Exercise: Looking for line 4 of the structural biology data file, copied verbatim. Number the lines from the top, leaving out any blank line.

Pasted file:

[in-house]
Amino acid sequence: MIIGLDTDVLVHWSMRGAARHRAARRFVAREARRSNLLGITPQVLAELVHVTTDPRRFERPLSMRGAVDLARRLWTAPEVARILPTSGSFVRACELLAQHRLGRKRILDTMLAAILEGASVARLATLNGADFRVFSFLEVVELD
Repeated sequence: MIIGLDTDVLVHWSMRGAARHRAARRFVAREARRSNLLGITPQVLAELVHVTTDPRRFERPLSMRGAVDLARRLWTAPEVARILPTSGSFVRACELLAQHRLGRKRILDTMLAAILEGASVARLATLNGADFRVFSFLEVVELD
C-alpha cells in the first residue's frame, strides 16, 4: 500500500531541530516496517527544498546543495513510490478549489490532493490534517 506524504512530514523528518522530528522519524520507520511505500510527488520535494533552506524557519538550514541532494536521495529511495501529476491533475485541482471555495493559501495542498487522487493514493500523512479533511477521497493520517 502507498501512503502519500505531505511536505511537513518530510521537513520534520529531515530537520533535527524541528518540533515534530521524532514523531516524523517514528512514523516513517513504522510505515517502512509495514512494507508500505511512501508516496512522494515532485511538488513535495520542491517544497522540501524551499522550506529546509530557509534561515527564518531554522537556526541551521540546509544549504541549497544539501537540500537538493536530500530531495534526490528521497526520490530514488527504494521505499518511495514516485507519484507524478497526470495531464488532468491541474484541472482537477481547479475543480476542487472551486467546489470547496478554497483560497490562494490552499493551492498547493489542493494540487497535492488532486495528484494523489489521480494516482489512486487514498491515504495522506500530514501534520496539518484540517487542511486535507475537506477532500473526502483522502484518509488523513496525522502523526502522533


C-alpha cells in the first residue's frame, strides 16, 4: 500500500531541530516496517527544498546543495513510490478549489490532493490534517 506524504512530514523528518522530528522519524520507520511505500510527488520535494533552506524557519538550514541532494536521495529511495501529476491533475485541482471555495493559501495542498487522487493514493500523512479533511477521497493520517 502507498501512503502519500505531505511536505511537513518530510521537513520534520529531515530537520533535527524541528518540533515534530521524532514523531516524523517514528512514523516513517513504522510505515517502512509495514512494507508500505511512501508516496512522494515532485511538488513535495520542491517544497522540501524551499522550506529546509530557509534561515527564518531554522537556526541551521540546509544549504541549497544539501537540500537538493536530500530531495534526490528521497526520490530514488527504494521505499518511495514516485507519484507524478497526470495531464488532468491541474484541472482537477481547479475543480476542487472551486467546489470547496478554497483560497490562494490552499493551492498547493489542493494540487497535492488532486495528484494523489489521480494516482489512486487514498491515504495522506500530514501534520496539518484540517487542511486535507475537506477532500473526502483522502484518509488523513496525522502523526502522533